bitcoin, blockchain, cryptocurrencies, digital currency

Coincheck – bitcoin exchange from Japan – informed on May 8 about the launch of interest-paying bitcoin savings accounts, allowing customers to earn up to 5 percent in digital currency per year. However, the service is currently restricted, pending the approval of the Japanese Financial Services Agency (FSA).

On Monday, Coincheck co-founder and COO Yusuke Otsuka tweeted announcing the company’s new service that allows customers to earn up to 5 percent annual interest by depositing their bitcoin at the exchange. The news was also reported by the national newspaper Nikkei.

On Coincheck’s website, the company calls this service “Coincheck Lending”. The exchange wrote: “Do you have spare bitcoin that is not used? Open Coincheck Lending account, and deposit your bitcoin. You can earn interest rate (Maximum 5%).”

Four plans were presented:

  • 14 days at 1% annual interest rate
  • 30 days for 2% annual interest rate
  • 90 days for 3% annual interest rate
  • 1 year for 5% annual interest rate

“An account holder depositing 10 bitcoin ($15,956) for 90 days would earn roughly 0.07 bitcoin,” wrote Nikkei.

“All Coincheck users who have completed sign-up processes are eligible,” the company wrote, adding that currently only the digital currency will be offered. However, there are plans to add other cryptocurrencies in the near future, including Ethereum, Ripple, Monero, Factom, and Augur.

Users wanting to participate in this offering “must agree with the consumption loan agreement, which is an unsecured contract,” advises the exchange, adding that “users have a risk of not being able to receive deposited cryptocurrencies back in a case Coincheck is bankrupt.” In addition, deposited cryptocurrencies are not managed as segregated funds.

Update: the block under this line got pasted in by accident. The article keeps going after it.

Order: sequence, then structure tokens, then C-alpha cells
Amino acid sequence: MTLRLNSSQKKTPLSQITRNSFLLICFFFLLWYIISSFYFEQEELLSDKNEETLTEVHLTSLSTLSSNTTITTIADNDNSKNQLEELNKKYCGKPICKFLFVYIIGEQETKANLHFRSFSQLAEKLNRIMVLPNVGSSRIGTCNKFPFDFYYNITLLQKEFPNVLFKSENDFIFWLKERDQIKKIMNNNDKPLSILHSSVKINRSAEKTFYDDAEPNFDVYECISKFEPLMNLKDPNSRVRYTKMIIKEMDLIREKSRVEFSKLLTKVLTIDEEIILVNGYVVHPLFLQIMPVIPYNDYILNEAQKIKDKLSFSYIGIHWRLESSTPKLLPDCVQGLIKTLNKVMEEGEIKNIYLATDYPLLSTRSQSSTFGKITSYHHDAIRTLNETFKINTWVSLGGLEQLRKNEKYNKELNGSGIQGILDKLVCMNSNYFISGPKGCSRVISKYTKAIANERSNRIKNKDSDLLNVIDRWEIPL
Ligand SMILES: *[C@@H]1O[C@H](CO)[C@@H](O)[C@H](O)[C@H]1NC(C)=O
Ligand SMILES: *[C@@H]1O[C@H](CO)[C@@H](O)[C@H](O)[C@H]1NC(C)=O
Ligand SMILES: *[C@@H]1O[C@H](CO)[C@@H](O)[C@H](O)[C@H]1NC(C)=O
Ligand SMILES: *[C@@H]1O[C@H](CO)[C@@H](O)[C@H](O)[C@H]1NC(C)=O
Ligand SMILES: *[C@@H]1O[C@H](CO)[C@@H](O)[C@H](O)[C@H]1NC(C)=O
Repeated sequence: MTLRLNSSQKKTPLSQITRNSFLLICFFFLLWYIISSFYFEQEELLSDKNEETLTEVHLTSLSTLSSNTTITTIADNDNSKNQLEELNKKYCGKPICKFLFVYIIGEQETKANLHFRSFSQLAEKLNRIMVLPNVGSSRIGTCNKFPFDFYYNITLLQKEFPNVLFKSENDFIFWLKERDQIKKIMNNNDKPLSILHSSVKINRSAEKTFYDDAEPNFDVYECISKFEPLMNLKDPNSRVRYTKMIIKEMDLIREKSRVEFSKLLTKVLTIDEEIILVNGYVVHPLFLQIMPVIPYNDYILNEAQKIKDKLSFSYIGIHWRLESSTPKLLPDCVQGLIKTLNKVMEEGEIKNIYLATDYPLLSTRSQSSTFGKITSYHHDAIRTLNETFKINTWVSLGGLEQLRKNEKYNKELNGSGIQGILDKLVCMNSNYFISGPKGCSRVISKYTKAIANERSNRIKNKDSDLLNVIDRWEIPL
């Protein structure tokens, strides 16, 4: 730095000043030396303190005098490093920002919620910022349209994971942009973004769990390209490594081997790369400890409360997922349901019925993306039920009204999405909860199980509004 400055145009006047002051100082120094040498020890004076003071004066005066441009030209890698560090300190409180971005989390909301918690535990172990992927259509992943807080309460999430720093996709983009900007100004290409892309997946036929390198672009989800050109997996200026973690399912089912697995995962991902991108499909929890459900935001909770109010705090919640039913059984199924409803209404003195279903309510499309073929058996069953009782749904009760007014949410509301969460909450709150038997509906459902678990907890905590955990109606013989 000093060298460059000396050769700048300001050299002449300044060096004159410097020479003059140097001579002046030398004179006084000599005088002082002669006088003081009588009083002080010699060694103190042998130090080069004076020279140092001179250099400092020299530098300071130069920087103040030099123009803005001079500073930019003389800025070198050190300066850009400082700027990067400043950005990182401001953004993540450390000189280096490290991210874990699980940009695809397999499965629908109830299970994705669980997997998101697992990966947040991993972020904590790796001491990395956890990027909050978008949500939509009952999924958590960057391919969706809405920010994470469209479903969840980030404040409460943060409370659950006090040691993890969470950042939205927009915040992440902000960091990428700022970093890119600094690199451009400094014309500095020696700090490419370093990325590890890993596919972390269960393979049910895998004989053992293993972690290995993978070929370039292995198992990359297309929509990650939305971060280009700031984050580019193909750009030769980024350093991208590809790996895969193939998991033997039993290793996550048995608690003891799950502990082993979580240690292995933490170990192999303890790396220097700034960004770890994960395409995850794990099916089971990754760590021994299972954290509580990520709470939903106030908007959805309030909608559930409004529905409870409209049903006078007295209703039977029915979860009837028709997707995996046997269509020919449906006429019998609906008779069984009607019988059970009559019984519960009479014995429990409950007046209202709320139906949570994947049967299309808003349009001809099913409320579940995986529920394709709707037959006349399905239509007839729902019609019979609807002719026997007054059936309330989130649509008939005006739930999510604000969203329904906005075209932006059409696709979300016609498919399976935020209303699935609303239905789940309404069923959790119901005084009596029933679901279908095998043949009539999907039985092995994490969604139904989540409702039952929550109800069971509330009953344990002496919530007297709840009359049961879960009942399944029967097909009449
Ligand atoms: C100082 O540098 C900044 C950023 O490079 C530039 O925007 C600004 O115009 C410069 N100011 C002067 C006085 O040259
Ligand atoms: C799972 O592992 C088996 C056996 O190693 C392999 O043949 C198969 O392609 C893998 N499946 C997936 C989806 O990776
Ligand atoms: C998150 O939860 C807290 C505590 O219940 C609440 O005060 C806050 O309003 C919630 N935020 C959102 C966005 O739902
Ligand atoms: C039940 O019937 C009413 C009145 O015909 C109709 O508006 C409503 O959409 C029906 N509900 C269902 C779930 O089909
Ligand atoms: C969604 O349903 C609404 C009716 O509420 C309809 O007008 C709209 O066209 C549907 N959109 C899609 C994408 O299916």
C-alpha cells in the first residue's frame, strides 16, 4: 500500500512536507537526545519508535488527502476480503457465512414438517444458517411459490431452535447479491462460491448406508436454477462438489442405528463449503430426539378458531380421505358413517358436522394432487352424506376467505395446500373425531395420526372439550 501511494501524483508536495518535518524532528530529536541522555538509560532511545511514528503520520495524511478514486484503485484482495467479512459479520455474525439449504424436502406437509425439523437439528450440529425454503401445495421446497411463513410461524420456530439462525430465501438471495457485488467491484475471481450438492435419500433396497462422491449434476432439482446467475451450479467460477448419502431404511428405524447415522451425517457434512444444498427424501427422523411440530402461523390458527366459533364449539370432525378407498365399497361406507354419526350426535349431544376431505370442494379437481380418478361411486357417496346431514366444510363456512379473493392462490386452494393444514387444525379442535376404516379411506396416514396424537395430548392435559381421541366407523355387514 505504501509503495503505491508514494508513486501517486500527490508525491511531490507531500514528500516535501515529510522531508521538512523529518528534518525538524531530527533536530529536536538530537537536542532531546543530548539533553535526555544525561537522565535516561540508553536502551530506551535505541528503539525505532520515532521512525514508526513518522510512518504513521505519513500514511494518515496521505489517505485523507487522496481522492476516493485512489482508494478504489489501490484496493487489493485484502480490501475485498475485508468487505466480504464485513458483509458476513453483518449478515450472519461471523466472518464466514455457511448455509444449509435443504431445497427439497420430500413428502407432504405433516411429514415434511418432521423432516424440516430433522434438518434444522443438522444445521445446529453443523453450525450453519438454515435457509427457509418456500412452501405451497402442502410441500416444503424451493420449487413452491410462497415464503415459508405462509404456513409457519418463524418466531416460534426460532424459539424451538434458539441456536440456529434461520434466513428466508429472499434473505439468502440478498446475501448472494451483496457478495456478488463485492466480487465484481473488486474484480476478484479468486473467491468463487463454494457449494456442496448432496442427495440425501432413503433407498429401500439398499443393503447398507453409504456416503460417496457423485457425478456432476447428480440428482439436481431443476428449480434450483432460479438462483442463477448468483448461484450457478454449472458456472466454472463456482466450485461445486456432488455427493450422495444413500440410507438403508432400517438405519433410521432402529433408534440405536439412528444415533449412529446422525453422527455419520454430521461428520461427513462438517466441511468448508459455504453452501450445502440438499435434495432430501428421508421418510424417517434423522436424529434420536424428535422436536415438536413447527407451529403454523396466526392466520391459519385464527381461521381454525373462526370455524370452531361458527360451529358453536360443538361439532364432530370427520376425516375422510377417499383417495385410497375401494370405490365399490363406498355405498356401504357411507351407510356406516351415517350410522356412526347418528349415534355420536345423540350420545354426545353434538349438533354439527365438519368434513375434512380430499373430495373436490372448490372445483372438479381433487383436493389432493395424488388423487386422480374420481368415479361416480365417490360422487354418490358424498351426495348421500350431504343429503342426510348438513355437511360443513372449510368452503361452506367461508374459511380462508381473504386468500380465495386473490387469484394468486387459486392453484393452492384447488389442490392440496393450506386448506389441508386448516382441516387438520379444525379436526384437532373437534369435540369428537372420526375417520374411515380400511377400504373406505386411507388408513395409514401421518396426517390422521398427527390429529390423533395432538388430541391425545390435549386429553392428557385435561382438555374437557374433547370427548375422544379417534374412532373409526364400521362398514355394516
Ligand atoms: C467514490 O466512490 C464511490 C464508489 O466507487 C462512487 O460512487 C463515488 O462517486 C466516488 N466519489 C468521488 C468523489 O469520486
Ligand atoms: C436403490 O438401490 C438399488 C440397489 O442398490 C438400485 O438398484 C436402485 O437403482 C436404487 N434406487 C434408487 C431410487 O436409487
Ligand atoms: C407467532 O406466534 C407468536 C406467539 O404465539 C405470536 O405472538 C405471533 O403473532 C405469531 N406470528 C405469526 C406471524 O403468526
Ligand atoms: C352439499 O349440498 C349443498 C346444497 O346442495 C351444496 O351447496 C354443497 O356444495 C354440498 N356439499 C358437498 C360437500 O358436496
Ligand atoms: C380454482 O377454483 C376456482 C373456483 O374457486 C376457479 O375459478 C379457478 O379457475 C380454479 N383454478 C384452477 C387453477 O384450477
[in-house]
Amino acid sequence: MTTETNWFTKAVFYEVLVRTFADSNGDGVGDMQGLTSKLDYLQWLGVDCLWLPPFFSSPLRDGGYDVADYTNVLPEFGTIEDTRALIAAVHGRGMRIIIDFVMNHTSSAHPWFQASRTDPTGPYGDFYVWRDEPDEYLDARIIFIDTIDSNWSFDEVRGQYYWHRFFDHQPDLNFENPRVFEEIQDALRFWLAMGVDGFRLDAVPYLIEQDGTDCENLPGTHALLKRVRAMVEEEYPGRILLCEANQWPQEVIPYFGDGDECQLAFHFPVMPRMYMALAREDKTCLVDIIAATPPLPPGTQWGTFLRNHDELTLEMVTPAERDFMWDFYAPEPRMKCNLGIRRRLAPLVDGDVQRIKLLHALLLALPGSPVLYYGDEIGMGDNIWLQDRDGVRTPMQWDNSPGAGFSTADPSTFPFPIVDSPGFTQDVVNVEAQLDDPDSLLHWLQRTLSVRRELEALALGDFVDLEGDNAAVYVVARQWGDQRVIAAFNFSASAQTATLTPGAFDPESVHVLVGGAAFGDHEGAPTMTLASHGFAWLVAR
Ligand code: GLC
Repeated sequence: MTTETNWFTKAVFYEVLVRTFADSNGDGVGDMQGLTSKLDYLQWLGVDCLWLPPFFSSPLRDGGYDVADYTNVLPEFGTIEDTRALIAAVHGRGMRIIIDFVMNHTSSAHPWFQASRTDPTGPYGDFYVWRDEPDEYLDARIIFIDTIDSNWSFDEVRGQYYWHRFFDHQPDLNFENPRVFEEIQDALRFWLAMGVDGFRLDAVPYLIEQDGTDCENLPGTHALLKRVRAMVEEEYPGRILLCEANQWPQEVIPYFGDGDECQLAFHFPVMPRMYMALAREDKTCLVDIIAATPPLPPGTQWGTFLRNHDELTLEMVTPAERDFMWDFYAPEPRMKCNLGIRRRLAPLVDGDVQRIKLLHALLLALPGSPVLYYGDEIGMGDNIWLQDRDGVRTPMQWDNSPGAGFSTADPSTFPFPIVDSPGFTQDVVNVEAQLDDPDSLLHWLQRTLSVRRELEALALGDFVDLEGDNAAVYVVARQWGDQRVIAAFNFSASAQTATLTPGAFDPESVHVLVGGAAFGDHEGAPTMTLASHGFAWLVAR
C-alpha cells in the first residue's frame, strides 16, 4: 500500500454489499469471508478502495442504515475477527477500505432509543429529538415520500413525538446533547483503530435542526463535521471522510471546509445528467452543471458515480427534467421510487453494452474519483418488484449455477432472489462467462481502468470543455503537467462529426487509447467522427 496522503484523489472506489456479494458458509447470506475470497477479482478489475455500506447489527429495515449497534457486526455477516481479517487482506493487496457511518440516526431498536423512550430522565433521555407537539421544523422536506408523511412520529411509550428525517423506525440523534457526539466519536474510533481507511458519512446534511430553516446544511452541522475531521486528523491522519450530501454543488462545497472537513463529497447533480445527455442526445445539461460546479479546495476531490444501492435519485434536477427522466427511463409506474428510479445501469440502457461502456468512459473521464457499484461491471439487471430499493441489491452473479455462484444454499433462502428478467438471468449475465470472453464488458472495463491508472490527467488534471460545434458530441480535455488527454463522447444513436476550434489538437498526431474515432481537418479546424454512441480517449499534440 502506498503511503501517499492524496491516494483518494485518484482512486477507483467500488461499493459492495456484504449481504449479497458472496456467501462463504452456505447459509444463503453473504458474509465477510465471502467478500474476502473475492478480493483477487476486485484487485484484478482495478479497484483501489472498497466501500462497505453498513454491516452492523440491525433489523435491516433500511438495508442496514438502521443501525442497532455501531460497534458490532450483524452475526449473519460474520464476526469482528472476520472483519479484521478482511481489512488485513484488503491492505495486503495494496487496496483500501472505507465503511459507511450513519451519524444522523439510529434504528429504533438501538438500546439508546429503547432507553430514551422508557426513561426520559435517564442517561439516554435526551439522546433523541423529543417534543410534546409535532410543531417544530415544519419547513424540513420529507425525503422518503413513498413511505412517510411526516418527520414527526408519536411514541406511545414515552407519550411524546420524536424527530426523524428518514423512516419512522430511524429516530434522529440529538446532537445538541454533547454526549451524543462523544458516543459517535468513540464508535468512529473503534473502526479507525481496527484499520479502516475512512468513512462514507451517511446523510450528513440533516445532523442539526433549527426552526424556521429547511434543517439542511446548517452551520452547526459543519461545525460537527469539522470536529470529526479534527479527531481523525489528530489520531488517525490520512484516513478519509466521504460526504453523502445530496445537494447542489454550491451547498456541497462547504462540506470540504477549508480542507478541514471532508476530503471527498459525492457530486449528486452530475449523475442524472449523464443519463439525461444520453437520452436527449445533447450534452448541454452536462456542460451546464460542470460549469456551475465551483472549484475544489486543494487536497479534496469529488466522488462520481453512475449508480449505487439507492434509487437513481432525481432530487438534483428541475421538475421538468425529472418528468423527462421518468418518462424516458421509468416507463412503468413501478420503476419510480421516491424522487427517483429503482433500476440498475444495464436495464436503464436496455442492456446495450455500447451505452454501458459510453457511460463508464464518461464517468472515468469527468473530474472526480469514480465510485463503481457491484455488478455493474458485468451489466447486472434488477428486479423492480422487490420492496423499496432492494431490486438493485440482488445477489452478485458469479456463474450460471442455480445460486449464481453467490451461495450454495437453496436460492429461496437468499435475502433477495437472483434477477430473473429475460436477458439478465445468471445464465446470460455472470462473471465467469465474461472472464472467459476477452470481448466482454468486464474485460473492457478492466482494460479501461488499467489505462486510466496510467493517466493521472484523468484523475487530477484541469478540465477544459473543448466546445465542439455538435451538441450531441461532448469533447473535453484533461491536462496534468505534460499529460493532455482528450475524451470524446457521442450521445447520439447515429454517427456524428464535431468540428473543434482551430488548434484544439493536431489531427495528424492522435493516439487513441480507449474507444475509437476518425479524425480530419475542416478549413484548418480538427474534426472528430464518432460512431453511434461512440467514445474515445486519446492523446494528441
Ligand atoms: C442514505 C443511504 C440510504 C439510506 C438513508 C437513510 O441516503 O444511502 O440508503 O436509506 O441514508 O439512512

The exchange details:

Users are prohibited from withdrawing, selling, or using deposited cryptocurrencies as margin trading until the end of a term or when Coincheck decides to return it.[…]The interest rate is paid to user’s account when Coincheck returns deposited cryptocurrency.

Nikkei wrote that the Japanese FSA says “Coincheck’s deposit service is exempt from banking regulations and recent revisions to fund settlement law, as bitcoin is not legal tender.” However, this may not be the case since Coincheck told that the service is currently restricted and pending FSA approval.

Digital currency is recently recognized in Japan as a method of payment similar to prepaid cards and gift certificates. “Hundreds of thousands of Japanese are said to have some bitcoin to their names, but many apparently let the currency gather digital dust. The ability to earn interest on their holdings may prove attractive,” wrote Nikkei.

For any questions or recommendations, feel free to write us on